Next month, the Britain Project gets together with the Tony Blair Institute to organise the Future of Britain conference. Apparently, the event will be hosted Emily Maitlis and Jon Sopel of the BBC and the key note speaker will be Tony Blair himself.
Now here we do have a disruptive political leader. But unfortunately for those waiting for a British Macron, we’re in the 2020s not the 1990s. Blair is more R.E.M. than LREM.
In fact, many of the things that most urgently need to be changed about this country — including wage stagnation, the housing crisis, the exploitation of cheap migrant labour, the eclipse of UK manufacturing and over-reliance on global supply chains — have deep roots in the New Labour years.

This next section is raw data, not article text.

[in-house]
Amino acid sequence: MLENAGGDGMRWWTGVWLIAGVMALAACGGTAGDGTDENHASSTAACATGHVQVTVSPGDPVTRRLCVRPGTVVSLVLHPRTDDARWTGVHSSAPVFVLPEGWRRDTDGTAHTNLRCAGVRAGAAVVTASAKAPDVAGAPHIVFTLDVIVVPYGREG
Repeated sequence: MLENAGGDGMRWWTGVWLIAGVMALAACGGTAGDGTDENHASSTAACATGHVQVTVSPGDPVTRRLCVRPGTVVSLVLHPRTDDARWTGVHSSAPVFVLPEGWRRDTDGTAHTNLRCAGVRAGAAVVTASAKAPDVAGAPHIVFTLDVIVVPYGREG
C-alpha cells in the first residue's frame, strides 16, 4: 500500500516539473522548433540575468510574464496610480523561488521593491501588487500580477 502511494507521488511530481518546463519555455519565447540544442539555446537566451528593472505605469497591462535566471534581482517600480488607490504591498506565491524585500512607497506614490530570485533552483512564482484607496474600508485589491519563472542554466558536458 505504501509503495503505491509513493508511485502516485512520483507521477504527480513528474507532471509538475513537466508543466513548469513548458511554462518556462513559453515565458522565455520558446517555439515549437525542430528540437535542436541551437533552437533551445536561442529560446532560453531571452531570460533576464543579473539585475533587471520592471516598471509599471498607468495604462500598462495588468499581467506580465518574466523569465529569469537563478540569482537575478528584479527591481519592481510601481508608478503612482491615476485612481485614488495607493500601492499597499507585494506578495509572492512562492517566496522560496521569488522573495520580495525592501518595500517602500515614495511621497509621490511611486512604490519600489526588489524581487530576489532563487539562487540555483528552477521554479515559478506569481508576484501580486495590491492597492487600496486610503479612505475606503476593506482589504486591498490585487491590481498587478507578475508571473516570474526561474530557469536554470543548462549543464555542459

The third thing that a British LREM needs is a friendly electoral system. Macron’s political movement was perfectly positioned to exploit the special features of the French system, which disproportionately favours high-profile centrists. The closest the British ever came to similar arrangement was the AV referendum in 2011, when the voters decisively rejected reform to stick with first-past-the-post.
The other time we might have got it was in 1998, when the Jenkins Commission recommended a system called AV plus — under which a new centrist party might have thrived. However, this was rejected by the Prime Minister at the time. You know the one.
One Globalist party to rule us all. It’s like the result of the EU Referendum fell on deaf ears.
There’s a Tony Blair Institute? Gawd help us all.
The Tony Blair Institute. Dear God, these people are delusional.